A Māori internet and digital expert is criticising the world's first Māori emoji app Emotiki, calling it culturally insensitive and offensive to Māori. Karaitiana Taiuru says the satirical use of the tiki and using images of people without permission are unacceptable.
Emotiki is causing a stir over allegations that the emojis are offensive, including a new one that Karaitiana Taiuru discovered.
"The main issue is the Māori deity being used to basically make fun of Māori culture and the deity, the fact that tā moko and moko kauae are being used on multiple different faces and the fact that there's possibly one image of a famous activist being used without his permission.”
He says the tiki emojis are inappropriate and that using images that resemble real people both dead or alive is disrespectful. In particular an emoji of Tame Iti and another similar to Dame Whina Cooper and Te Puea Herangi.
"I guess it's like the 'Ka Mate' haka, people could have said the horse bolted on that one as well but Ngāti Toa took the legal route and they've asserted ownership of that. I think this is just another test case for Māori to say 'this is wrong how do we fix it?' We're not protected by a lot of laws because of our indigenous knowledge, but we certainly can raise issues amongst our own people."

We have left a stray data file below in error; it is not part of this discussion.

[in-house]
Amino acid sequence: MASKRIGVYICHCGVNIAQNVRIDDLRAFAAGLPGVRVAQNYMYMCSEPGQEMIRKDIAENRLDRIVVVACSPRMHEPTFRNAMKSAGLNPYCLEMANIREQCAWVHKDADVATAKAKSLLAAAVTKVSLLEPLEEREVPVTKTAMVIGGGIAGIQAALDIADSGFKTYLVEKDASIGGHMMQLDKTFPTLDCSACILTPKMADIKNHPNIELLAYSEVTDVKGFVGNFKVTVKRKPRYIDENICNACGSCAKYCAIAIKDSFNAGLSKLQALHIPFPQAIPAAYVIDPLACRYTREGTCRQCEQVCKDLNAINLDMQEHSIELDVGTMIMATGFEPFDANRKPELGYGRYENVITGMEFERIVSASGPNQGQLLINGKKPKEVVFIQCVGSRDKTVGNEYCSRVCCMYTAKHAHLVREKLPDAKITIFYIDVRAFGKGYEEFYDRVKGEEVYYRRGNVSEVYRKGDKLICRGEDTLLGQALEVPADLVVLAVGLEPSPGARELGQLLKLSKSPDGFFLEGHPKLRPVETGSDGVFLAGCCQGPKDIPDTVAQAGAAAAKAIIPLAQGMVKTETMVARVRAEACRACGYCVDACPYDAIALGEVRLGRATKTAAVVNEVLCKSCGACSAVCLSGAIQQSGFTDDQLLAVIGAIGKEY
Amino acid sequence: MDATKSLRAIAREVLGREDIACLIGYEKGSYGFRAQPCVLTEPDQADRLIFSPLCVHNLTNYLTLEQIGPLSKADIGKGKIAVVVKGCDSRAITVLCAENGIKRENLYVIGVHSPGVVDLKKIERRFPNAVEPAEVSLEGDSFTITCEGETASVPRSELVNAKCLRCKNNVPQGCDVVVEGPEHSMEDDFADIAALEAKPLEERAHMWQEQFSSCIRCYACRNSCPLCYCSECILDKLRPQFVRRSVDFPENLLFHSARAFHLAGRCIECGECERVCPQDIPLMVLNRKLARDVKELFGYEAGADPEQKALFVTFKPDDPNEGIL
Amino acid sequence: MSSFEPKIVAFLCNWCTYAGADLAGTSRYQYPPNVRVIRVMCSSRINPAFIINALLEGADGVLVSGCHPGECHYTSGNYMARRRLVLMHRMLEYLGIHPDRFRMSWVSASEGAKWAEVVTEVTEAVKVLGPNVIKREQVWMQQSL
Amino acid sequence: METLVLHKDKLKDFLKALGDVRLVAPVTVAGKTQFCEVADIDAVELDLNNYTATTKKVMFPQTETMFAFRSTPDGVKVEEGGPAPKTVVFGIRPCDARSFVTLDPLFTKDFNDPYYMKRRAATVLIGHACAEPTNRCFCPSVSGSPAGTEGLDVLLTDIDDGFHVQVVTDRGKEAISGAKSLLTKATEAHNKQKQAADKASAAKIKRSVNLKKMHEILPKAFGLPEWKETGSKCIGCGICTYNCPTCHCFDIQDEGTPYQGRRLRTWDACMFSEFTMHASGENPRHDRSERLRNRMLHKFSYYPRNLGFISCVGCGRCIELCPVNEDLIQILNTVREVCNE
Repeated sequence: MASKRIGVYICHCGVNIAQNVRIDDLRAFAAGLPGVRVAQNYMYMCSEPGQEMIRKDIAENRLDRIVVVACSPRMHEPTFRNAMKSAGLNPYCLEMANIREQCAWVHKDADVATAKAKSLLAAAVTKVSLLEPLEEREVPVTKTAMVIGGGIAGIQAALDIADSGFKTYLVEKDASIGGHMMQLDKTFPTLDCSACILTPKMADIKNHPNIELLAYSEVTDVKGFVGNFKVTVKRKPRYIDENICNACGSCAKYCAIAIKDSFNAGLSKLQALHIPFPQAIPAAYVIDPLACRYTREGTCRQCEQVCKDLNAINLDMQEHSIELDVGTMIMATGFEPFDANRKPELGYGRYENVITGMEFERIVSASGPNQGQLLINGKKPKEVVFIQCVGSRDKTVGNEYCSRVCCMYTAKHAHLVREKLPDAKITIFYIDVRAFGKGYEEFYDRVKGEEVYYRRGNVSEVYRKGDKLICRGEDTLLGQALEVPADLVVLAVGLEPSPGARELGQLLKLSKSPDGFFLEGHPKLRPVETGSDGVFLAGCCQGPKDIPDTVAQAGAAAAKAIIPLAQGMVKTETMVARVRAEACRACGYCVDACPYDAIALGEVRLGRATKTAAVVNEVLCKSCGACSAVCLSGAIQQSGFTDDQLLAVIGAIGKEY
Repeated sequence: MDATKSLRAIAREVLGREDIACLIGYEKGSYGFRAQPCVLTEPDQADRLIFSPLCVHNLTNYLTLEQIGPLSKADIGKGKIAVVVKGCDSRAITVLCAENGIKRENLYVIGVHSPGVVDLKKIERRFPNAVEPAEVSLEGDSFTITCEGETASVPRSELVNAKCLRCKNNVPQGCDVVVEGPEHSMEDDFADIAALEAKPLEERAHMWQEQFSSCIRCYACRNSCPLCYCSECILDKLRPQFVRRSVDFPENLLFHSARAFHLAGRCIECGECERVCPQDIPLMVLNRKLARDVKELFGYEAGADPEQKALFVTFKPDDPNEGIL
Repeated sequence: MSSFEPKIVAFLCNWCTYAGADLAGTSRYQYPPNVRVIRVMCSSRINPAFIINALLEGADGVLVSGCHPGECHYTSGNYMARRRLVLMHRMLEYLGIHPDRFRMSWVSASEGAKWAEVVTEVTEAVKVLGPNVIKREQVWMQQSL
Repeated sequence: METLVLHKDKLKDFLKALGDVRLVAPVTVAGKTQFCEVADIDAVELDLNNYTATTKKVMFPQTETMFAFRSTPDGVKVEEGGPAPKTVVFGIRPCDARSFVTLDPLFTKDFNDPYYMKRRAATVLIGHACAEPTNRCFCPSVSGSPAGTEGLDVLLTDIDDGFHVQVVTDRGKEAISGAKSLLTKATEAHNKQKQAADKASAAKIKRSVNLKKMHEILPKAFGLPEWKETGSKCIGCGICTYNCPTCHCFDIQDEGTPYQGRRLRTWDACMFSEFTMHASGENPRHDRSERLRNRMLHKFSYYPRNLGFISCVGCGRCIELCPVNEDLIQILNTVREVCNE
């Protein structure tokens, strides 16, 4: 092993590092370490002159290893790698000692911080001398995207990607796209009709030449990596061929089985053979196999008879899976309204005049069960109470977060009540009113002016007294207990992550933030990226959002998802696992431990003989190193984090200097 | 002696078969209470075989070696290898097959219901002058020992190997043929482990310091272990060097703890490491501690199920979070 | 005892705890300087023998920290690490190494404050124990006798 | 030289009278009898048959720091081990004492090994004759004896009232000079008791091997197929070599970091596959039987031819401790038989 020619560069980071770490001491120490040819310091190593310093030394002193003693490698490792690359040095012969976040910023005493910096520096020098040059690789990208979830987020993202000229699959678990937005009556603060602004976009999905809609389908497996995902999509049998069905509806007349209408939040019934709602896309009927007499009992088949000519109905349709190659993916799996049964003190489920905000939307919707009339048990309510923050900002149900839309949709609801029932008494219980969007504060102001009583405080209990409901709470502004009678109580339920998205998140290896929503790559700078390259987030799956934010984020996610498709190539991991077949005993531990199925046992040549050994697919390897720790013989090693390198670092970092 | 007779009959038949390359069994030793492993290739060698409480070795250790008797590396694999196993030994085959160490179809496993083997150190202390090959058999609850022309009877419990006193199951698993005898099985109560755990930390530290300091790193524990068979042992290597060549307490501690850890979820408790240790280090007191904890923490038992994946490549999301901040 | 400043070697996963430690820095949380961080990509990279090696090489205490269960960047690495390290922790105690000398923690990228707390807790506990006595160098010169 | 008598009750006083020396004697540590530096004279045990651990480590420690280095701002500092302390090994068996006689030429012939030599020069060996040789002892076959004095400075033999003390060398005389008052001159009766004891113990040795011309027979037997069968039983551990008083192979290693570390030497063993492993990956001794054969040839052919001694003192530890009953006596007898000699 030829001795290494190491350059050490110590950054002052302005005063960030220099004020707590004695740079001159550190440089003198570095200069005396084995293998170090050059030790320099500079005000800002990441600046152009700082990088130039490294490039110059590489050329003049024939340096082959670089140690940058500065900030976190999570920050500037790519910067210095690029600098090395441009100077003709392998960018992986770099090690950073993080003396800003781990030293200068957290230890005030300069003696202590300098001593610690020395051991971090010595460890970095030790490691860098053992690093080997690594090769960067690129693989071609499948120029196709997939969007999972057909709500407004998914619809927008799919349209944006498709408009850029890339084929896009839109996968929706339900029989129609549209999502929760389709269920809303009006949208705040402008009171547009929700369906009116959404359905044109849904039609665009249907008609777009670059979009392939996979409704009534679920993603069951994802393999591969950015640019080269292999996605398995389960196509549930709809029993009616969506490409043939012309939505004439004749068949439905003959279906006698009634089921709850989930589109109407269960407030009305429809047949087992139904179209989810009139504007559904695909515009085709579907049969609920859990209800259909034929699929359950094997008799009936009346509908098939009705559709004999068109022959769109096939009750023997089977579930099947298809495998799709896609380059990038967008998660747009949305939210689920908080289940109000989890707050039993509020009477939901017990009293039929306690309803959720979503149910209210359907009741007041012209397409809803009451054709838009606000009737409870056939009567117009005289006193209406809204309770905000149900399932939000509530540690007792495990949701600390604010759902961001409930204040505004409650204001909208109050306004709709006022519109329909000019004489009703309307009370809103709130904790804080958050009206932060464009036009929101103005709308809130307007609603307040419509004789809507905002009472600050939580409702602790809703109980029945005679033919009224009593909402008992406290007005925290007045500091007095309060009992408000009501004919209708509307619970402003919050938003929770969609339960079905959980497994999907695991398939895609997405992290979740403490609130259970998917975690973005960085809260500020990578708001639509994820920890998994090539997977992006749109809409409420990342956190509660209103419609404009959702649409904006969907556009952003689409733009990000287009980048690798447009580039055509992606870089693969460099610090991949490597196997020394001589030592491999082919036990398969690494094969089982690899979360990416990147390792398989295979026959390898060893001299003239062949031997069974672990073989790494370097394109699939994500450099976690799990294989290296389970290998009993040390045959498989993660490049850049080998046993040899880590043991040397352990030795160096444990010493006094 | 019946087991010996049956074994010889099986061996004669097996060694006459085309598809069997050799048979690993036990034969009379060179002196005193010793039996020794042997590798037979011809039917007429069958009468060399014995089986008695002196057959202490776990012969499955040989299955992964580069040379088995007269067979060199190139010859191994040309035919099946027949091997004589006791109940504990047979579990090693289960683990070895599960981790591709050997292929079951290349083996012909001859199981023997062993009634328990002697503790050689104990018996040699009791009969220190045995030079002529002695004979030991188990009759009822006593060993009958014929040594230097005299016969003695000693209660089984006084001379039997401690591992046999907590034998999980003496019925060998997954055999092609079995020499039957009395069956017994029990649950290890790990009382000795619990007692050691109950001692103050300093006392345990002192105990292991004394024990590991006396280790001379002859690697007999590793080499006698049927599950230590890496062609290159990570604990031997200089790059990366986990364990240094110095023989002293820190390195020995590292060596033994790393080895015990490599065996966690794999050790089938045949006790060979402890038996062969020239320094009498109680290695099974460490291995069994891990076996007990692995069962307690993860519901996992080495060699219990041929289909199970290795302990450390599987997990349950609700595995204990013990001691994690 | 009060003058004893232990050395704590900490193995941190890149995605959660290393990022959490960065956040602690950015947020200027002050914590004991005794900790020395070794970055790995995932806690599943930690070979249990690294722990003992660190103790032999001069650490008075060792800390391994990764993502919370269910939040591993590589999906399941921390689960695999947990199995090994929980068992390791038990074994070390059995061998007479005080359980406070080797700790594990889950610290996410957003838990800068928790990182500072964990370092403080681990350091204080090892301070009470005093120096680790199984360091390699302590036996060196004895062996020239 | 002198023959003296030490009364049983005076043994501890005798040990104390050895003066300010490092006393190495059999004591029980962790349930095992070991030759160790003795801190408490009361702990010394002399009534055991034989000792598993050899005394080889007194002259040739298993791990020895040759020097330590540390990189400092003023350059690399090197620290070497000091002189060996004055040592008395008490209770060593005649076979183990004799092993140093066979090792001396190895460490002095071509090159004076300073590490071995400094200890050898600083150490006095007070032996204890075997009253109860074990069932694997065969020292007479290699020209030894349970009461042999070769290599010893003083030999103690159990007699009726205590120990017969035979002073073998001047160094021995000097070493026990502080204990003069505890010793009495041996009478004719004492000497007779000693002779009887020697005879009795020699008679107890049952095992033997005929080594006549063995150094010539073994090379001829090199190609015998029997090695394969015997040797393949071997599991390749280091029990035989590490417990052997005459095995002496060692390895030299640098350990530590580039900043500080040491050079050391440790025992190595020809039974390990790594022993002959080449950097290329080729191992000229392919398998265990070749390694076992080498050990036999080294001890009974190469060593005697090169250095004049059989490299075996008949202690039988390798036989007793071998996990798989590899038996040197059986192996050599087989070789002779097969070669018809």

This legal expert says the tiki emoji could be a cultural issue, but well-known individuals with tāmoko adds a unique element when dealing with copyright.
Kensington Swan Lawyer Jenni Rutter says, "There's definitely a chance that tā moko are copyright works and they should qualify for copyright works and that there would, therefore, be some issues if they do get copied without permission."
Although Tame Iti was unaware of the emoji he says he has links to Te Arawa and wants to speak to Emotiki's developers.
"Provided there are a substantial reproduction and the right person who owns the copyright in the work brings the proceedings I think there is potential for infringement.
Emotiki developer Te Puia could not appear on camera today but told Te Kāea the characters are generic representations. Tame Iti was proposed to be part of 25 well-known Māori figures to be released later this year and consultation is still underway.